Review - Peaty's Tubeless Tyre Sealant

A change of season demands a change of tyres, and with a recent switch from winter treads to summer treads on my CX bike, I needed some more tubeless sealant. I decided Peaty's Tubeless Tyre Sealant would be interesting to test.

Testing tubeless tyre sealant is a real 'hit or miss' game. If it works, then the often-laboured efforts seating the tubeless tyre in the first place (read my Top Tips for Tubeless Tyres piece) are worth it, and the puncture seals itself with a satisfying clog. When it doesn't work though, you are left standing at the trailside cursing the test product's manufacturer, and wishing you had stuck with your normal reliable brand… Thankfully, my experience with Peaty's Tubeless Tyre Sealant is very much the first of these two.

On springtime trails strewn with freshly cut hedge debris and washed out flints, my cyclocross bike equipped with 40c tyres has been up against a minefield of potential punctures. A few times this month I have heard that deflating sound of hissing air, as an offensive object has broken through the rubber; but each time it has been shortly followed by the satisfying sound of a successful seal.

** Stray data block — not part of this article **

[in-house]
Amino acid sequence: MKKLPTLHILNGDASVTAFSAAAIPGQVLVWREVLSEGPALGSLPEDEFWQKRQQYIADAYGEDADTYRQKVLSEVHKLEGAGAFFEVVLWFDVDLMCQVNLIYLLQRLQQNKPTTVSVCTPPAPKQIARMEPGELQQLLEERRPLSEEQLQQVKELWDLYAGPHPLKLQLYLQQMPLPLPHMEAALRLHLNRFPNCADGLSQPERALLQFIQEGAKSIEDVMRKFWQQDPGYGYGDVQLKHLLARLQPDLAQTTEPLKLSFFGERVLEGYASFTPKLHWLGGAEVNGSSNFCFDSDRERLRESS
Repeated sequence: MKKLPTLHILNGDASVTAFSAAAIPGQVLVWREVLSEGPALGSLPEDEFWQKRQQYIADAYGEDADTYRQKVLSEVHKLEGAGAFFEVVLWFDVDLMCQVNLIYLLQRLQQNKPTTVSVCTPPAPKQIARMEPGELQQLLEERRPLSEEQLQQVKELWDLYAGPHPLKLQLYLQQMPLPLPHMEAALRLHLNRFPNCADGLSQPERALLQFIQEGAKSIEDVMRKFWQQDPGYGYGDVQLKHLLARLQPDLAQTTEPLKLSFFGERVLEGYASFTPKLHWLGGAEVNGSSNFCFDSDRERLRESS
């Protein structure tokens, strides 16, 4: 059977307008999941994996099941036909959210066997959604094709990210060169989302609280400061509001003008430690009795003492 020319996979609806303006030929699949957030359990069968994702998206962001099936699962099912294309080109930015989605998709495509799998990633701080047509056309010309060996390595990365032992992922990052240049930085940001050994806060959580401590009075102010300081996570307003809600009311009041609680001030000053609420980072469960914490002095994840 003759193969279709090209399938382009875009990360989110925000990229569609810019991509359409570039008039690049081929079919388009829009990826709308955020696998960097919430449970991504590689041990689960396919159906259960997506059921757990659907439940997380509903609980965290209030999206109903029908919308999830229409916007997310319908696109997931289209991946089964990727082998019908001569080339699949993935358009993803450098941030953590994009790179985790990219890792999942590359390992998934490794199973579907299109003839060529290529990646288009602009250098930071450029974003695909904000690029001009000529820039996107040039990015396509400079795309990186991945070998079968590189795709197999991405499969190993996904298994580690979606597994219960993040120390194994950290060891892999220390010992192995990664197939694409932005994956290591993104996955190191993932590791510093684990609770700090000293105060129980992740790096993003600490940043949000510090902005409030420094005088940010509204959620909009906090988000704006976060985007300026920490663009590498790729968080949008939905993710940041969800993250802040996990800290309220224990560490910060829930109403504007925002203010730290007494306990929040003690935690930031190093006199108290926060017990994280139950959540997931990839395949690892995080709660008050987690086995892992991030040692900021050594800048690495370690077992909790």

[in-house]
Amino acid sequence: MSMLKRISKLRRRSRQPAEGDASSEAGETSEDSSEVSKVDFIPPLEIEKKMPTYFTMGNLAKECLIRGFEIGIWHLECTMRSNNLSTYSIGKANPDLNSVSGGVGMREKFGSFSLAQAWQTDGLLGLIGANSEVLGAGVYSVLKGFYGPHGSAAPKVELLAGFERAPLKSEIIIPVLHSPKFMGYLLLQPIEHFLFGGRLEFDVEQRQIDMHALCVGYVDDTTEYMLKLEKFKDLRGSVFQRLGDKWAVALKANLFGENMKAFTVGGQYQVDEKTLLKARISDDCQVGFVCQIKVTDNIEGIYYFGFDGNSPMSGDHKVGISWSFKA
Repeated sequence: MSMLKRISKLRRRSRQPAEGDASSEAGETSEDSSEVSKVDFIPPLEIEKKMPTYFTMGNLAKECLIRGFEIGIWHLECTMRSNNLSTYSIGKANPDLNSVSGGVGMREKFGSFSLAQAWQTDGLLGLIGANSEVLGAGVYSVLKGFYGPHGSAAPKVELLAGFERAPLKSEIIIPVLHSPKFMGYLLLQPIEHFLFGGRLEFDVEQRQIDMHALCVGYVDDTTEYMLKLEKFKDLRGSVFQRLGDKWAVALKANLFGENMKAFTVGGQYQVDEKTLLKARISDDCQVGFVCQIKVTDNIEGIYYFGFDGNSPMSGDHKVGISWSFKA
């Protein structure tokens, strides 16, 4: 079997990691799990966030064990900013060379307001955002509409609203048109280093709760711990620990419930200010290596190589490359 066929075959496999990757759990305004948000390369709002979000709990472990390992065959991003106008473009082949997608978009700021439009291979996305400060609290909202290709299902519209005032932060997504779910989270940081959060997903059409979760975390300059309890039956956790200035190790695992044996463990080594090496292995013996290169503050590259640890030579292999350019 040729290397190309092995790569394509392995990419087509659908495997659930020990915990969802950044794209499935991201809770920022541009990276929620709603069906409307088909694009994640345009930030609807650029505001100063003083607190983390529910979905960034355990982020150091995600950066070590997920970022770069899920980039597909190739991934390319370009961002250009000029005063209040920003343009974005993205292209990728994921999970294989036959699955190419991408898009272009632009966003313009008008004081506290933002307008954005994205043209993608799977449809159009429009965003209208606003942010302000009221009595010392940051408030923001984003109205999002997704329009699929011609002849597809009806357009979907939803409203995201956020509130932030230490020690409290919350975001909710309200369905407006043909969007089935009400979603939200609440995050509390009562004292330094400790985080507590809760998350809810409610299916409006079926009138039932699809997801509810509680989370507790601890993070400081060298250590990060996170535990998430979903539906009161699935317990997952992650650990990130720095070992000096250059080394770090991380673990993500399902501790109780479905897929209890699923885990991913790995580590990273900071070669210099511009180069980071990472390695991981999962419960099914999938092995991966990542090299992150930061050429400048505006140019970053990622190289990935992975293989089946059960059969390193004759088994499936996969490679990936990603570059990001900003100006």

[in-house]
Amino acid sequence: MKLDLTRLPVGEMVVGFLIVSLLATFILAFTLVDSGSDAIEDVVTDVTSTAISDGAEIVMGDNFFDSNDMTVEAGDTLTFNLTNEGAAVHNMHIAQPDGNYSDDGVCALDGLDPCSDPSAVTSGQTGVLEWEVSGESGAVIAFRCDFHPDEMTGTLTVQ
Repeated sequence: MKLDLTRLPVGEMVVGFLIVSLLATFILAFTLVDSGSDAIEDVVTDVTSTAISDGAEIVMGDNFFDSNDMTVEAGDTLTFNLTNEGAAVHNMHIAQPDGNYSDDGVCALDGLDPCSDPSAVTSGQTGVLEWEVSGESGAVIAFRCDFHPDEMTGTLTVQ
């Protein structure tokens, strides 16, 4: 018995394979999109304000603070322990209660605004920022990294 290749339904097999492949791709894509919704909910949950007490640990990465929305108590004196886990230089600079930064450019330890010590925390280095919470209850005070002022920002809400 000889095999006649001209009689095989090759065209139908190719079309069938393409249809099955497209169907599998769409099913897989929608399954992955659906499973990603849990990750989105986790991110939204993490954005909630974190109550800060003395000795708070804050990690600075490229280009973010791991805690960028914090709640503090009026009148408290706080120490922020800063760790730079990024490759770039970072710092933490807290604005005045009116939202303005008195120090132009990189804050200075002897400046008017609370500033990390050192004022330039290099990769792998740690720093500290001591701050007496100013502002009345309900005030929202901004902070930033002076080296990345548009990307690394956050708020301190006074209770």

Peaty's seems to be good on both small and medium holes, and using a tubeless tyre plug I have also successfully repaired larger cuts in the tyre. The sealant is a lot thicker than most latex tyre sealants; this, combined with the glitter/granular texture (they call them 'nano-platelets'), undoubtedly helps the quest for a successful seal.

I used 250ml of the sealant in a 700x40c tyre, and it seems to have been enough to create both the initial seal, and to keep away the puncture fairy for 50+ riding hours. Peaty says that the sealant also doesn't dry out as fast as major brand latex sealants, so it should have an extended lifespan in this respect too (I am yet to be using the sealant for long enough to vouch either way).

To sum up, Peaty's Tubeless Tyre Sealant reviews well. It works. The initially gloopy appearance and glittery colouring make it look a little like PVA glue, perhaps from a primary school project gone wrong. Yet, the sealant has done an A-grade job of sealing challenging holes in my cyclocross tyres. With the BIG 1 litre bottle it comes in too, it should last a long time.


Popular posts from this blog

Recipe – The Ultimate High Energy Flapjacks

SwissStop Disc Brake Pads Comparison Test Review – Are All Disc Brake Pads Made Equal?

Best Gravel Bike Cycling Routes on the Isle of Wight

Review – Victorinox Bike Multi Tool Kit

Review – Selle Italia SLR Boost Gravel Superflow Saddle S3